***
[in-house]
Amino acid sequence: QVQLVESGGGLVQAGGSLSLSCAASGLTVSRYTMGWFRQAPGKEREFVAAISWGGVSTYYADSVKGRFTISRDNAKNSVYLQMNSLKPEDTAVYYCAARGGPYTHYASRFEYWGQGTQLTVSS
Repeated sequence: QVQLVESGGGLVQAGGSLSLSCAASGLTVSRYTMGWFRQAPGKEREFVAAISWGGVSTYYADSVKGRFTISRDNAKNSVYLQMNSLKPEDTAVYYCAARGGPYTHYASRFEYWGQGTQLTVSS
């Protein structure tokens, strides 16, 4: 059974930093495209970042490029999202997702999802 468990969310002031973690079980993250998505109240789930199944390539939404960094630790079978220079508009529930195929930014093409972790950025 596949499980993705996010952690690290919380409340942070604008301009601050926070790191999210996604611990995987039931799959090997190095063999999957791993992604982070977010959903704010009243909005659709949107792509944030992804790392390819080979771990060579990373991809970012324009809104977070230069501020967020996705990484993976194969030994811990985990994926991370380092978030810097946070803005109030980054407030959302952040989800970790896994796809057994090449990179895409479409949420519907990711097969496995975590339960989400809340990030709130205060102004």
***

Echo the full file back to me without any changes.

[in-house]
Amino acid sequence: QVQLVESGGGLVQAGGSLSLSCAASGLTVSRYTMGWFRQAPGKEREFVAAISWGGVSTYYADSVKGRFTISRDNAKNSVYLQMNSLKPEDTAVYYCAARGGPYTHYASRFEYWGQGTQLTVSS
Repeated sequence: QVQLVESGGGLVQAGGSLSLSCAASGLTVSRYTMGWFRQAPGKEREFVAAISWGGVSTYYADSVKGRFTISRDNAKNSVYLQMNSLKPEDTAVYYCAARGGPYTHYASRFEYWGQGTQLTVSS
């Protein structure tokens, strides 16, 4: 059974930093495209970042490029999202997702999802 468990969310002031973690079980993250998505109240789930199944390539939404960094630790079978220079508009529930195929930014093409972790950025 596949499980993705996010952690690290919380409340942070604008301009601050926070790191999210996604611990995987039931799959090997190095063999999957791993992604982070977010959903704010009243909005659709949107792509944030992804790392390819080979771990060579990373991809970012324009809104977070230069501020967020996705990484993976194969030994811990985990994926991370380092978030810097946070803005109030980054407030959302952040989800970790896994796809057994090449990179895409479409949420519907990711097969496995975590339960989400809340990030709130205060102004």